Jeremy D Brooks


Guest Blogger: Kody Boye

by on Sep.29, 2010, under Guests

On this fine Wednesday morning, we have a guest essay from dark fiction writer Kody Boye…have a read, and be sure to check out his current and upcoming works at


Why I Write

One of the first things we learn about writing is the reason why people write—to entertain, to inform, to educate. For some, writing is a simple form of expression, something they keep to themselves for fear of being ridiculed or humiliated. For others, writing is so much more. But to those who write fiction—whether it be horror, romance, crime or something else—there is always a set goal a writer sets out to accomplish when setting his pen to paper or his fingers to his keys.

When I first started seriously writing back in 2006, I wrote simply to tell stories and to hopefully have people enjoy them. However, in the past year-and-a-half (particularly since the beginning of 2009,) I’ve been writing for a completely different reason, one that most would probably find noble in regard to the overall creation of my craft.

Why do I write, you ask?

I write to impact those who read my work.

After reading that sentence, you’re probably thinking—Impact? What are you writing that impacts me? That in itself is a question left up for personal interpretation. However, little of what I write nowadays is without some kind of inner metaphor for something much greater in the grand scheme of things.

For example—one of the stories within my collection Amorous Things deals with the process of what happens after death and how, even though you have physically passed on, people still care for you. Crime scene investigators, morticians, grave keepers, preachers—so many people are involved in a process that is ultimately meant to put those around you at ease, yet few ever truly realize this at the time of such happenings. Funerals are events we are quick to put behind us, if only because of the pain they bring, but what about the people who work with the dead? How are they impacted by those they work with, the people they care for after they have died?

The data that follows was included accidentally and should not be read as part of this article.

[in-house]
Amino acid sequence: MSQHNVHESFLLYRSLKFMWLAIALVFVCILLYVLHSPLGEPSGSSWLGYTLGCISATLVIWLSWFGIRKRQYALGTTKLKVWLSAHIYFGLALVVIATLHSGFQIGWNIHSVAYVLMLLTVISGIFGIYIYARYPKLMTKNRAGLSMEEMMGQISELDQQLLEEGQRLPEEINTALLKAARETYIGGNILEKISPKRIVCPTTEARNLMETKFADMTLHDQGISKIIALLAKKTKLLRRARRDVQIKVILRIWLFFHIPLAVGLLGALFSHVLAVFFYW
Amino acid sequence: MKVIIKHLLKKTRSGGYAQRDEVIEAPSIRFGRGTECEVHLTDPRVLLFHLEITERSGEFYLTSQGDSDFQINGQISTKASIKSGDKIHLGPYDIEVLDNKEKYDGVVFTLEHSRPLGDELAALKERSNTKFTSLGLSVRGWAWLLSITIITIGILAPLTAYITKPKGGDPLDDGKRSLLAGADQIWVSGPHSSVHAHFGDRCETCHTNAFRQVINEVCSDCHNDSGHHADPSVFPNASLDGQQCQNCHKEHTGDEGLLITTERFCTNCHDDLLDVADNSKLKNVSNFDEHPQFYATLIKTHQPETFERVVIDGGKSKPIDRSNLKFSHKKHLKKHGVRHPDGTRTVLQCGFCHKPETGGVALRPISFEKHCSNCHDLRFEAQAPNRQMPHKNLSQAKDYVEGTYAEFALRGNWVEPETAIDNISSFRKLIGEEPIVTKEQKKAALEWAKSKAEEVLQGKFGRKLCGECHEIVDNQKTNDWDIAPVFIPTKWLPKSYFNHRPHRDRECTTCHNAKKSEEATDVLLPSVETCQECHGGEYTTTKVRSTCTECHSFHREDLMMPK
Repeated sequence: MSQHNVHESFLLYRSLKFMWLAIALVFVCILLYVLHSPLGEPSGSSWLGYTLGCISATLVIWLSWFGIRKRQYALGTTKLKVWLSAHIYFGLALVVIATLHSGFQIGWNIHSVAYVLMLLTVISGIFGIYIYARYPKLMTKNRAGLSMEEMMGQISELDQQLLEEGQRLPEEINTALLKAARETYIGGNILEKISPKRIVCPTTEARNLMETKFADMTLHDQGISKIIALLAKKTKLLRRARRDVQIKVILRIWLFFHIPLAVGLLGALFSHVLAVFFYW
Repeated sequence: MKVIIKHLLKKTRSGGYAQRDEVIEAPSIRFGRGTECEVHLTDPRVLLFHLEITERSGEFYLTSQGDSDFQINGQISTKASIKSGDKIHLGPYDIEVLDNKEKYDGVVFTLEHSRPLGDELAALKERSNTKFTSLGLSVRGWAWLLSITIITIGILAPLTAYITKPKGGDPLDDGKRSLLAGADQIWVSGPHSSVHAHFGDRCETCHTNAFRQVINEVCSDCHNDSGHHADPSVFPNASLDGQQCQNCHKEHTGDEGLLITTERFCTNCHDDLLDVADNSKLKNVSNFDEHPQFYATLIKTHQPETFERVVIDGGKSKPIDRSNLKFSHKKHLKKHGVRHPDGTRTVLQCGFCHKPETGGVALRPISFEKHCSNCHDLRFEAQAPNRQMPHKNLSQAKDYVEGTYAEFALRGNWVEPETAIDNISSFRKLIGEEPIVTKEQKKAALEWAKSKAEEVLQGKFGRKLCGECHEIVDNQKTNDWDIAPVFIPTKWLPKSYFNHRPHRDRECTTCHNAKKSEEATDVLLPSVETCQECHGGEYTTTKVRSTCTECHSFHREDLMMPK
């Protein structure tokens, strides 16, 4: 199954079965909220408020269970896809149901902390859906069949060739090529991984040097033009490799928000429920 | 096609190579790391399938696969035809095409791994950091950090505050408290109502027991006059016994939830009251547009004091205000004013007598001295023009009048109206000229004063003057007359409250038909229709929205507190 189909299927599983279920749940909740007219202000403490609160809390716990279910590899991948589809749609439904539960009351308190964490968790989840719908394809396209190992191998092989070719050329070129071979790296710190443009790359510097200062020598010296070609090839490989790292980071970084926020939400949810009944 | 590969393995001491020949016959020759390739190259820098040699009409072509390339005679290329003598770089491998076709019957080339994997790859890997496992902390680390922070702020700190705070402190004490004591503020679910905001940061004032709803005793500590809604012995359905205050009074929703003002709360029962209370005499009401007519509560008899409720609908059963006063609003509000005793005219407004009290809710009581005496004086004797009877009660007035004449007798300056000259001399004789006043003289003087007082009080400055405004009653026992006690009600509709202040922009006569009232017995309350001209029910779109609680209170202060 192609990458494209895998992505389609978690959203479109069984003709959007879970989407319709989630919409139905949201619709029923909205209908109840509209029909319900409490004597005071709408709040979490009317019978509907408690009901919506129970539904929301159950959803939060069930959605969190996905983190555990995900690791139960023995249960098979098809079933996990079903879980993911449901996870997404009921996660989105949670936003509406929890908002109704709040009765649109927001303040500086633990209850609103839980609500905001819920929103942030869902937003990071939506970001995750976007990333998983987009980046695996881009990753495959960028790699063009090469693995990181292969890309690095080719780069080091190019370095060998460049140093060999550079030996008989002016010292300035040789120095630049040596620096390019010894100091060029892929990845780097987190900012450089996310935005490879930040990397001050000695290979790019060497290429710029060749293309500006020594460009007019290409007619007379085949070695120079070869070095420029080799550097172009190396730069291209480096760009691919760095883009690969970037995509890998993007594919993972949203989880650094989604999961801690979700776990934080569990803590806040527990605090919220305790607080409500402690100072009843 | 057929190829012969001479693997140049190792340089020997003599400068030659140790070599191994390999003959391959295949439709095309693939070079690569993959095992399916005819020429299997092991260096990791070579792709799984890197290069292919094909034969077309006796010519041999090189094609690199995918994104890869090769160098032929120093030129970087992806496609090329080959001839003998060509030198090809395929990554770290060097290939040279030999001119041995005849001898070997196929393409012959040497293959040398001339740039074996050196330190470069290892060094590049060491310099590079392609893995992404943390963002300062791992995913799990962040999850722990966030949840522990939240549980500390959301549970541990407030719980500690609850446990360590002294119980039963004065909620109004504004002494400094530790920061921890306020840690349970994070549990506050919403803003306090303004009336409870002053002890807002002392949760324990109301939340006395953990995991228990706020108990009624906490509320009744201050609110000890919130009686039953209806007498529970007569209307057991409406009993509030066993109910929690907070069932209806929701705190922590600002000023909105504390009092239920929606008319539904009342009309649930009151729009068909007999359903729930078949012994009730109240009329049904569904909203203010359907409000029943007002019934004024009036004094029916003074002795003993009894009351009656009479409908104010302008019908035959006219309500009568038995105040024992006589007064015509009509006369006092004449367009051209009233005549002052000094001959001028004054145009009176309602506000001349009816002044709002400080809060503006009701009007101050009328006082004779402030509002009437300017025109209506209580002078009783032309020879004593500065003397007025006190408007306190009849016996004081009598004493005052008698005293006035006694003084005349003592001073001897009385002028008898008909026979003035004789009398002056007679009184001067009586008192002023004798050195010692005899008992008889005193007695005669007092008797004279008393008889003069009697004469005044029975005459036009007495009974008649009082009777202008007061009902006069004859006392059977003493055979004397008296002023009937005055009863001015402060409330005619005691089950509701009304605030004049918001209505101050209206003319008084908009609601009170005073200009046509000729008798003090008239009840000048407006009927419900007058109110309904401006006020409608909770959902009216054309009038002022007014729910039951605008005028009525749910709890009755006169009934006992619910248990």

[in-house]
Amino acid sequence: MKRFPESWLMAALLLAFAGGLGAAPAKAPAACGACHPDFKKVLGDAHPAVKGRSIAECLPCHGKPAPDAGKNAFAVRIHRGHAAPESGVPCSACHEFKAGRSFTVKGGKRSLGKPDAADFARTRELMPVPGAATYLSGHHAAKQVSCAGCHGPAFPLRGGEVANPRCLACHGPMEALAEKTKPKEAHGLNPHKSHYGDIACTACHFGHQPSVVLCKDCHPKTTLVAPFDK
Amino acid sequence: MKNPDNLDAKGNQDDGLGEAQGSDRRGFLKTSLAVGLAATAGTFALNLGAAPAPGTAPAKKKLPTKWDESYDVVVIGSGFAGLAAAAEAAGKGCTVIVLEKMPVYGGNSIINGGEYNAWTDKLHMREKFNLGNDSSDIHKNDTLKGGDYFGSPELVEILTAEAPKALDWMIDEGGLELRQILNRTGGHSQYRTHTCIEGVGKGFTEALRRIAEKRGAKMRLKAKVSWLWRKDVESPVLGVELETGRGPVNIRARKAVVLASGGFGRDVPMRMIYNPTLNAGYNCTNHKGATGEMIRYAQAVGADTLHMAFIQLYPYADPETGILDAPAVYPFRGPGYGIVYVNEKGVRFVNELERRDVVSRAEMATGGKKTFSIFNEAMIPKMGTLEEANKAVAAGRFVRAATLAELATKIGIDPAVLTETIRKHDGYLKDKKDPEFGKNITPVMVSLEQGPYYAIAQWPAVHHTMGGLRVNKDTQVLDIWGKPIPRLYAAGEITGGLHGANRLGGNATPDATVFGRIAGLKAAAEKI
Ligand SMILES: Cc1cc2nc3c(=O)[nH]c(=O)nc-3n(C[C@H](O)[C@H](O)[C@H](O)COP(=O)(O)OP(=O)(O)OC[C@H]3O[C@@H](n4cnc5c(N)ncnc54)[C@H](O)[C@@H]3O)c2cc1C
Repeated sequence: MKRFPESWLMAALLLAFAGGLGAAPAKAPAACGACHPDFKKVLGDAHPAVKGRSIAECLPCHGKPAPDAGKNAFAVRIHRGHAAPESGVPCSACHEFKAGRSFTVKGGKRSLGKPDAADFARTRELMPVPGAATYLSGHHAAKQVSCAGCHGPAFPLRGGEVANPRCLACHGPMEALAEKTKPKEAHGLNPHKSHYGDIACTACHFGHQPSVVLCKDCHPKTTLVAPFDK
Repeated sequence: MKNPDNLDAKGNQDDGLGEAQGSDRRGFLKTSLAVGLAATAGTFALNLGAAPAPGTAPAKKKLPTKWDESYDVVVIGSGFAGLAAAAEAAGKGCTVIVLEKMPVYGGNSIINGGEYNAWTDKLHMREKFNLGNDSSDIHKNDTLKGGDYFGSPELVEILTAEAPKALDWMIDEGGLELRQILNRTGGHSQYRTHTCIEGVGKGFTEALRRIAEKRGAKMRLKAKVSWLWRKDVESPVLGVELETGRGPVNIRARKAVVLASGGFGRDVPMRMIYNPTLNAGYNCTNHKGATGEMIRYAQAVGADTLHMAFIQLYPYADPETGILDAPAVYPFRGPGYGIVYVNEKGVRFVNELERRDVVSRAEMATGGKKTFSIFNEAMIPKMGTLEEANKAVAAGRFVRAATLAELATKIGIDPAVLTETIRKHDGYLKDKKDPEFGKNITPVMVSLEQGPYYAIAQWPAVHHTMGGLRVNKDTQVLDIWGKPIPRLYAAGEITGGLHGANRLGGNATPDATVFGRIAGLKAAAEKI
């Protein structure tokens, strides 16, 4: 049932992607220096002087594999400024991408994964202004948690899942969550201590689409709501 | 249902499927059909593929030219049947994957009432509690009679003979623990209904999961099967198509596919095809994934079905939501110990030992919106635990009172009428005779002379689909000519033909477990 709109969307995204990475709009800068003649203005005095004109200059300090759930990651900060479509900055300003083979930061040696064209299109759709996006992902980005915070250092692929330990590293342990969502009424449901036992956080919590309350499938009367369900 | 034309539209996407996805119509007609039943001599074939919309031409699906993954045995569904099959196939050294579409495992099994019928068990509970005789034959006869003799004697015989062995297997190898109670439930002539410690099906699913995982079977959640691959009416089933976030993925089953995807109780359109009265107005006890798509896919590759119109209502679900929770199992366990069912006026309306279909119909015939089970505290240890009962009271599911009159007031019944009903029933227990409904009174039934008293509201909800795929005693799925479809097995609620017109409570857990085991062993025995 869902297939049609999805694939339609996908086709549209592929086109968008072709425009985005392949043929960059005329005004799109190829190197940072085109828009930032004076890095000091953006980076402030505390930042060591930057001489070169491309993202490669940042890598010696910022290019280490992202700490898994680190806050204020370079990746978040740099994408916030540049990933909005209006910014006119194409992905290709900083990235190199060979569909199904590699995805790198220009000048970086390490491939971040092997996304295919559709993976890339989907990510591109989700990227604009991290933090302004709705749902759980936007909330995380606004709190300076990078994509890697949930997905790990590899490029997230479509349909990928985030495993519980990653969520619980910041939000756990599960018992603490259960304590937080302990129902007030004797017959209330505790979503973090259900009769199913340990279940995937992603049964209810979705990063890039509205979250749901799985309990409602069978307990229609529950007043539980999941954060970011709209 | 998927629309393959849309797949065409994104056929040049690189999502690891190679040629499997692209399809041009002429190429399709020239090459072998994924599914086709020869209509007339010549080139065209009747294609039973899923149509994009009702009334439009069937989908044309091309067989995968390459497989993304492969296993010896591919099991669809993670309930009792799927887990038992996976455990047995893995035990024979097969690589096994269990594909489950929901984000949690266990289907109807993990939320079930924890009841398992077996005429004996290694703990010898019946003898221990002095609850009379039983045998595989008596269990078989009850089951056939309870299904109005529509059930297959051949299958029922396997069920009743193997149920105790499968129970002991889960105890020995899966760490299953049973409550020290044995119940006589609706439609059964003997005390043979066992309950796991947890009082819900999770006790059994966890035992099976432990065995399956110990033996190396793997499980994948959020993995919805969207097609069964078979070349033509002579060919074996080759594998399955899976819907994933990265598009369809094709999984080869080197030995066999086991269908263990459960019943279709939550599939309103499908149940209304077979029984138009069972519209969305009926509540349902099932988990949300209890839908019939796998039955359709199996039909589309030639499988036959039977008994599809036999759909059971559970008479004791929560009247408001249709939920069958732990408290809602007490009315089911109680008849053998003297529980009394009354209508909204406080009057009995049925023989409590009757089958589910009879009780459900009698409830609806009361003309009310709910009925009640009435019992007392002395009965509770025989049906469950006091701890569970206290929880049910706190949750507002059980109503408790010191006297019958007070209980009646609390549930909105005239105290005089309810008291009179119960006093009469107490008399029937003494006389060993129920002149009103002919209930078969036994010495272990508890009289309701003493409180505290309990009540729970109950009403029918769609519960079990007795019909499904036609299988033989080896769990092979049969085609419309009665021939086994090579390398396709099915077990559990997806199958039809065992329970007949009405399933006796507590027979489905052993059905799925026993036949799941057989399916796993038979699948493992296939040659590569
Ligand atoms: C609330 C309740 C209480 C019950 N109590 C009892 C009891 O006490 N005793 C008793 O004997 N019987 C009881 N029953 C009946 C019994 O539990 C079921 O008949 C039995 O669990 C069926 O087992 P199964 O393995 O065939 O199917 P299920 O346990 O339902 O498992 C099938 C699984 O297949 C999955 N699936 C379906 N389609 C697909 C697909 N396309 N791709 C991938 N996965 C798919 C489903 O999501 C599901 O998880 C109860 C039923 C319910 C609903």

That, dear reader, is the question that ran through my head when I wrote my story An Amorous Thing, and that same type of question is constantly floating throughout my mind. There is always a big What if? clouding the frontal lobe of my brain, the section of the human mind that processes emotion and gives life to the personality each and every person on the planet has. When one of these What ifs? run through my mind, I begin to process it like most ordinary people do—I think about it for a long, long time, then try to decide just what it means. When such processes begin to occur in my brain, I begin to relate these ideas into physical or emotional things.

For example, I have an overwhelming admiration and appreciation for mannequins because I feel sad for them. Why do I feel sad for them? Because I believe they lack the human qualities that they are designed to have, such is the reason I get depressed when I see a mannequin without its head. The correlation of having a head/mind and being able to think is a strong visual image, which in turn translates into an emotional one. When I have both a visual and emotional image of something and I feel as though it has a life beyond more than a simple idea, I flesh it into a creature of words and allow it to explain itself to those who may not have realized its story otherwise.

When I began having such emotional attachments to the work I create at the beginning of 2009, I knew I wanted to use my ability as a storyteller to open someone’s eyes to the possibility of something in a way that it is normally not represented. Whether I’m comparing the idea of sentience to something that does not have it or demonstrating the human quality of love to those who work on and around cadavers, I’m attempting to enlighten people to a different way of thinking. When I’m not attempting to enlighten someone about something, I attempt to explain it in a way that might make it more understandable. With that in mind, you could consider the way I write a form of brainwashing, as I attempt to paraphrase something in the form of something else to make you believe it in a certain way, but for the sake of this article, I’ll simple say that I attempt to teach things when I write, albeit in a more rewarding format.

You’ve asked me why I write. I’ll respond with this: I write to teach. I write to enlighten. I write to understand.
Kody Boye
Dark Genre Writer

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